This is a partial transcript from "The Journal Editorial Report," March 4, 2006, that was edited for clarity.
PAUL GIGOT, HOST: As Iraqis continue to deal with the deadly fallout from last week's bombing of Askariyah Shrine in Samarra, the role of neighboring Iran in fueling the insurgency is becoming clearer.
My guest this week says Iran has, in fact, gained the upper hand in Iraq, leaving him increasingly concerned with Tehran's long-term influence there.
Michael Ruben is a resident scholar at the American Enterprise Institute and editor of "Middle East Quarterly."
MICHAEL RUBEN, SCHOLAR, AMERICAN ENTERPRISE INSTITUTE: Thanks for having me.
GIGOT: Why don't you describe for us how you think Iran is getting the upper hand in Iraq right now.
RUBEN: Well, people forget that Iran isn't the status quo power, and export of the revolution is a pillar of its ideology. They have a well- worn playbook, which they've used in southern Lebanon in promoting Hezbollah. And in Iraq, play by play, politically, economically and through information warfare, they're taking pages out of the same playbook.
GIGOT: Well, the Americans certainly know that playbook. We saw what happened in Lebanon. How have we let that happen in Iraq, which is so critical to American interests now?
RUBEN: Well, what Iran has done is use these unofficial non- governmental organizations. For example, one is called the Shaheed al-Midrob (ph) organization. Basically what they do is they hand out bags of cash in the middle of the night. We're not doing anything to shut that down.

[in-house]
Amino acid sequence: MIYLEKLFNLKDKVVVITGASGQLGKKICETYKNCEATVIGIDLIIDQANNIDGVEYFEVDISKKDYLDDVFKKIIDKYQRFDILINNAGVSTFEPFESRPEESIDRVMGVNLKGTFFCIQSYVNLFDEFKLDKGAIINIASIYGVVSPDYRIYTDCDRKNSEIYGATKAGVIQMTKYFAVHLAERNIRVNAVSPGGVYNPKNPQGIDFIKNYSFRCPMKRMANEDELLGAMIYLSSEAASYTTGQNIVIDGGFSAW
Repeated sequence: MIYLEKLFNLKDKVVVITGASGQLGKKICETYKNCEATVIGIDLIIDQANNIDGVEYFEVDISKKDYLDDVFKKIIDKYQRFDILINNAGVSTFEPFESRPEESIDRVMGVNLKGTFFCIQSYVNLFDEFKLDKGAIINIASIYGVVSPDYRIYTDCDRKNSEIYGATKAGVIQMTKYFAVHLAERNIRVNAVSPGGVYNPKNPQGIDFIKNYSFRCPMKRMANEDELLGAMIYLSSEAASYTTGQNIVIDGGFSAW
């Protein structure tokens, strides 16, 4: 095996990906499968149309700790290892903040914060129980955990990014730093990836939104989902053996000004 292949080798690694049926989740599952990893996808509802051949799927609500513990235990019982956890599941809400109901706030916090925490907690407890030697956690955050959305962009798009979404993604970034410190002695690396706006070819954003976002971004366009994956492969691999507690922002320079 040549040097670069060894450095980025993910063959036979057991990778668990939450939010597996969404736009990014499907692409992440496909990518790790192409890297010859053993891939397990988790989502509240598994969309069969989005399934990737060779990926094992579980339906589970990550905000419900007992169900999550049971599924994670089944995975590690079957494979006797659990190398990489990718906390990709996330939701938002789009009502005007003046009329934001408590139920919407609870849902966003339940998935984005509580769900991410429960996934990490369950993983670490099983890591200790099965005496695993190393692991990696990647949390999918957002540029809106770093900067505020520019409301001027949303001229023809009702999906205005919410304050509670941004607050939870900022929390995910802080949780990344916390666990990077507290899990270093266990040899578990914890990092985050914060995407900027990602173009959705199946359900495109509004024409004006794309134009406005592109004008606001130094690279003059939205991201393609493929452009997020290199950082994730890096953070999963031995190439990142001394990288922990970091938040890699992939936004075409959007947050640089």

At the same time, they're funneling in arms and money through cutouts and through other organizations, not only to Shia insurgents, but also to Sunni insurgents as well.
GIGOT: Now, we keep hearing — I've certainly heard it many times — that the Shiites in Iraq are not Persians. They're Arabs. And they're Iraqi patriots. And they're not going to subject to this kind of influence from Iran. So is that not the case?
RUBEN: You're absolutely right there. There's a huge difference between Iraqi Shiites and Persian Shiites — Iranian Shiites. The difference is, though, that the Iranian Revolutionary Guard have trained Iraqi militias. And some of these Iraqi Shia militias, which are trained by Iran, are trying to impose on Iraqis, by force of arms, what they know they can't win through the hearts and minds.
GIGOT: All right, so what can the United States do about this if we want to stop this influence?
RUBEN: Well, we're faced with the same sort of operation in Bosnia where the Iranian Revolutionary Guards were trying to infiltrate in and...
GIGOT: This was in the 1990s?
RUBEN: In 1992. And help Muslim extremists. What we did then was actually roll up some of the Revolutionary Guards, intercept them.
Now, there's always a debate in Washington when this happens. The CIA says, "No, no, no. We shouldn't do anything. We should follow them and see what they're doing and can learn from it." The State Department says, "No, no, no. Don't do anything because they might then take revenge on us." And the Defense Department says, "They're killing our guys. We've got to do it."
In Bosnia, we did it. We intercepted a 747 filled with arms, men and money. In Iraq, we've been afraid to.
Bosnia's a better place because of it. Iraq, we're still having trouble.